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High Efficiency

Kemeny and Haldeman recognized for sustainability

Energy efficient? Check. Careful with water usage? Check. A high-quality indoor environment? Check. On the merits of these achievements and more, Kemeny Hall and the Haldeman Center buildings have achieved “LEED Silver” recognition from the U.S. Green Building Council (USGBC). Completed and occupied in the fall of 2006, the buildings exemplify the College’s commitment to environmental responsibility and sustainability.

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A view of a stairwell in Kemeny Hall. The environmentally friendly design of Kemeny Hall and the Haldeman Center buildings has earned a silver Leadership in Energy and Environmental Design (LEED) rating from the U.S. Green Building Council. (Photo by Joseph Mehling ’69)

The LEED (Leadership in Energy and Environmental Design) Green Building Rating System sets out a program of credits towards certification that are earned for satisfying specified green building criteria. The ratings provide a widely accepted set of standards for environmentally sustainable building design, construction, and operation. “Achieving LEED Silver status for both Kemeny Hall and the Haldeman Center has been a stated goal since planning for these buildings began,” says Associate Provost Mary Gorman. In the design process, a number of sustainability goals came to the forefront. “Efficient use of water was one,” notes Matt Purcell, associate director of construction. “The systems and fixtures installed in Kemeny and Haldeman make it possible for the buildings to use water over 40 percent more efficiently than standard construction,” a level recognized as exemplary in the buildings’ LEED credits.

Much effort went into maximizing energy efficiency. For example, the buildings have a tight envelope, sealing them against unwanted air exchange. “It’s the same principle as in a home—you avoid losing energy by preventing drafts,” Purcell observes. The result of these design choices: a 30 percent increase in energy efficiency over standard construction. Both of those accomplishments feed into the LEED rating, but also highlight Dartmouth’s aspirations towards sustainability beyond them. “More than 50 percent of the electricity purchased for these buildings comes from certified green power,” Purcell says. Gorman points out that working for energy efficiency is a “good economic decision for the College” as well. “LEED certification is an important part of Dartmouth’s sustainability plans,” Gorman notes, “but the College has aims to reach beyond LEED in many areas. We have a long history of paying attention to energy efficiency, not just in new construction, but in remodeling and retrofitting existing buildings as well.”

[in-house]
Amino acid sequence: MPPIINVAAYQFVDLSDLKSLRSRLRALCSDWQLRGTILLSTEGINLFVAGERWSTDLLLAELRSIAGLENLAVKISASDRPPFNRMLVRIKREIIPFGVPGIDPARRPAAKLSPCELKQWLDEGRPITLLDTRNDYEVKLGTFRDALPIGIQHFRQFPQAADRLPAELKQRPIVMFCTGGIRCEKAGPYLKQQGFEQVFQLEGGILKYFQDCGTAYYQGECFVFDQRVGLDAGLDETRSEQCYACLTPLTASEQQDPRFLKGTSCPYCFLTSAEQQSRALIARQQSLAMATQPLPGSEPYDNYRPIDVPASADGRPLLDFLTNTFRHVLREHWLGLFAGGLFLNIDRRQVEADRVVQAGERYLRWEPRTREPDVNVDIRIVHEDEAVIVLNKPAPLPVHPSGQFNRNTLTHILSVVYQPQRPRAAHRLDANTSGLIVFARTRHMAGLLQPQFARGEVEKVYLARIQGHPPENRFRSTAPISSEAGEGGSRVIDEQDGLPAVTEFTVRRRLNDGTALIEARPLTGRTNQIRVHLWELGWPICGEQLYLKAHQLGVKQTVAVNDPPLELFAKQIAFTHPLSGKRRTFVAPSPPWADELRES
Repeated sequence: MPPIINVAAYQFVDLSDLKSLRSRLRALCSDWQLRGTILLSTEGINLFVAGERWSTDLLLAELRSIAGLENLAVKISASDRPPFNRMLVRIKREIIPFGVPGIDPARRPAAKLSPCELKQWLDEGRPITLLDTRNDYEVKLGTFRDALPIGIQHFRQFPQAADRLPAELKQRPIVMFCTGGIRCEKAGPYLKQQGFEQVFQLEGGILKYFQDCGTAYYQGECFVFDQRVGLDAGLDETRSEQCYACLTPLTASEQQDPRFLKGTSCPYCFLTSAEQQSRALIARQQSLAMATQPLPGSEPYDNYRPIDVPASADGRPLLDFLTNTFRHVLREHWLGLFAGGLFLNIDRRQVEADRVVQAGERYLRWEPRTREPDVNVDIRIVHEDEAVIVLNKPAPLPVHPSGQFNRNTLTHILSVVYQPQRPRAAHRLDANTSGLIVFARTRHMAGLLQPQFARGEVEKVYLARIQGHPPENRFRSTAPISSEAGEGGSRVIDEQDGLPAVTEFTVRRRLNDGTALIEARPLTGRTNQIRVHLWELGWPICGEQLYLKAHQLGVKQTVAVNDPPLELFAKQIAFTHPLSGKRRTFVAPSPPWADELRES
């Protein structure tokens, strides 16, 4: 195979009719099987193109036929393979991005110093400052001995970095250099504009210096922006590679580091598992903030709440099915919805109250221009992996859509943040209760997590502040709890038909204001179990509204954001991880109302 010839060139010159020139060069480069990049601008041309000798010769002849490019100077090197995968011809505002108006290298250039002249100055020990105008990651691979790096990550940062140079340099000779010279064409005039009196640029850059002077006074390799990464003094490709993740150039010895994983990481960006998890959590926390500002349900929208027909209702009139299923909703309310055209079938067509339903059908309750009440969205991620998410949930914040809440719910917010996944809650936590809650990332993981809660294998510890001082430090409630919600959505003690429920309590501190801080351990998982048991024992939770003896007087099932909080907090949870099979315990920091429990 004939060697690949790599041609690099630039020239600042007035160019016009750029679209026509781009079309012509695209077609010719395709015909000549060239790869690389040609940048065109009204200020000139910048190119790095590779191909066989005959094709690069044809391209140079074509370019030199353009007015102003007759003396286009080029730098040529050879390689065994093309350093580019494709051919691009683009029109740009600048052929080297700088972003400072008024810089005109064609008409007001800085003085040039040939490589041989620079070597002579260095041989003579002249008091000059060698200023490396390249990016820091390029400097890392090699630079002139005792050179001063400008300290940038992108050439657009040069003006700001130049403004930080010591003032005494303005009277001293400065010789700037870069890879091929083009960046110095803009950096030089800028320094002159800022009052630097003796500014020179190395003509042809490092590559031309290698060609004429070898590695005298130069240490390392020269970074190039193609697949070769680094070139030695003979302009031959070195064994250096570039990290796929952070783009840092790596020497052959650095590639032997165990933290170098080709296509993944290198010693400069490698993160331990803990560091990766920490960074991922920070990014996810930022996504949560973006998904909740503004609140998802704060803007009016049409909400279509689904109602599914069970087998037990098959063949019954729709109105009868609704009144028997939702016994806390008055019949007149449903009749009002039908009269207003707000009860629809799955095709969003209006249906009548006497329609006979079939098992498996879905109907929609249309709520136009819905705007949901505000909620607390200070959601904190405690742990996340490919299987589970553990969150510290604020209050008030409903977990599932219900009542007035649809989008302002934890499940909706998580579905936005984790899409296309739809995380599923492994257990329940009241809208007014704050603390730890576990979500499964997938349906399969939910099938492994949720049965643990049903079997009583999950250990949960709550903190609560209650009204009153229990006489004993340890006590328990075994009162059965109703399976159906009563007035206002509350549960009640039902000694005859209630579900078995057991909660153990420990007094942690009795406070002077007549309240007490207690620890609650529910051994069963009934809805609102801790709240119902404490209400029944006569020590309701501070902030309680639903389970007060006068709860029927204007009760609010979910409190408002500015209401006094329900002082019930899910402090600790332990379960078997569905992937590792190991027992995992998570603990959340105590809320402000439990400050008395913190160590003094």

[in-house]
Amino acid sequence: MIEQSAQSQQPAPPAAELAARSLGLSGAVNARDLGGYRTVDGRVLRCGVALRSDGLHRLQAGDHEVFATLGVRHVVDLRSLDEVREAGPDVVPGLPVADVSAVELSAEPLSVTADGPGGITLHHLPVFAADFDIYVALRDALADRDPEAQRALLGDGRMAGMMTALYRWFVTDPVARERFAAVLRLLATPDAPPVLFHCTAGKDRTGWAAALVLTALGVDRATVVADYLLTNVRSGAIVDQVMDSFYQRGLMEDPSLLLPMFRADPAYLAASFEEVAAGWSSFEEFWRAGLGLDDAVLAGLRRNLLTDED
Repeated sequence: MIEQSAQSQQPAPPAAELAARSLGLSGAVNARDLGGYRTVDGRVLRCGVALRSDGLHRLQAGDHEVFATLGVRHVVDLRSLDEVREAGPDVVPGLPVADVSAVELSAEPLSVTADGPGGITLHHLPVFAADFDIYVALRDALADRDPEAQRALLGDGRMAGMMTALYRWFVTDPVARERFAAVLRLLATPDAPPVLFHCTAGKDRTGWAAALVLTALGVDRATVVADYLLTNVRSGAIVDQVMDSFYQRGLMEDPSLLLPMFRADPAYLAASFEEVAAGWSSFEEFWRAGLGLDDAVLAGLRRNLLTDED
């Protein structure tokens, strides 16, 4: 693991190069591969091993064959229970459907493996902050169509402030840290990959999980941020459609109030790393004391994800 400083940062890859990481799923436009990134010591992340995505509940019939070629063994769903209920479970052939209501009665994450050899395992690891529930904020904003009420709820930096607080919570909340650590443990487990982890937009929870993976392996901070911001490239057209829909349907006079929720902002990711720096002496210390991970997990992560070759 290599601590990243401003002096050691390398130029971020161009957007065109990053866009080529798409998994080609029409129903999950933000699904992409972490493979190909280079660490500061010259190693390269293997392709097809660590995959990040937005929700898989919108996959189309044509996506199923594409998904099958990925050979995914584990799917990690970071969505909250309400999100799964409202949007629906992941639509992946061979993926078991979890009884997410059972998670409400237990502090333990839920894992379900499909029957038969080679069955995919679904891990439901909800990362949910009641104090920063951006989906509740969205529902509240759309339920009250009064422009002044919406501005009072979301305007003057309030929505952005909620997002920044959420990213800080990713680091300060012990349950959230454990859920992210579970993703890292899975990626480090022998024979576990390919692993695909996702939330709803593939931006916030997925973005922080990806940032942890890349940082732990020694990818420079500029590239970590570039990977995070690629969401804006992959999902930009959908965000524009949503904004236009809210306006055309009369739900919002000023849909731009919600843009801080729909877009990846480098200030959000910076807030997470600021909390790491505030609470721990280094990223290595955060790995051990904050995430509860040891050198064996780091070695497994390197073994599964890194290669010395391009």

From their terrazzo floors (which can be cleaned with green methods) to their low-emitting carpets, paints and other materials, to the buildings’ views of the outdoors and their use of day lighting, the look of the Kemeny Hall and the Haldeman Center buildings was shaped with sustainability in mind. “All these things contribute to making the buildings a pleasant place to work,” says Gorman. “And the buildings themselves offer the chance to learn about sustainability,” adds Purcell. Among the innovation credits awarded in the LEED certification was one for “green building education,” he reports. The College is preparing a case study about Dartmouth’s green building initiatives, as well as an educational Web site on the green building process and its benefits.

Kemeny Hall, named in honor of former Dartmouth President John G. Kemeny, houses the Department of Mathematics. Its construction was supported by a challenge grant from the Kresge Foundation, secured by gifts from nearly 2,000 alumni and friends of the College. The Haldeman Center building hosts the John Sloan Dickey Center for International Understanding, the Dartmouth Ethics Institute, and the Fannie and Alan Leslie Center for the Humanities. A gift from Chairman of the Board of Trustees Ed Haldeman ’70 and his wife Barbara named the Haldeman Center in honor of his parents Charles E. and Betty Jane Haldeman. The buildings were designed by Moore Ruble Yudell Architects and Planners in association with Bruner Cott and Associates, and built by Daniel O’Connell’s Sons, construction managers and general contractors.

By KELLY SEAMAN

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Last Updated: 12/17/08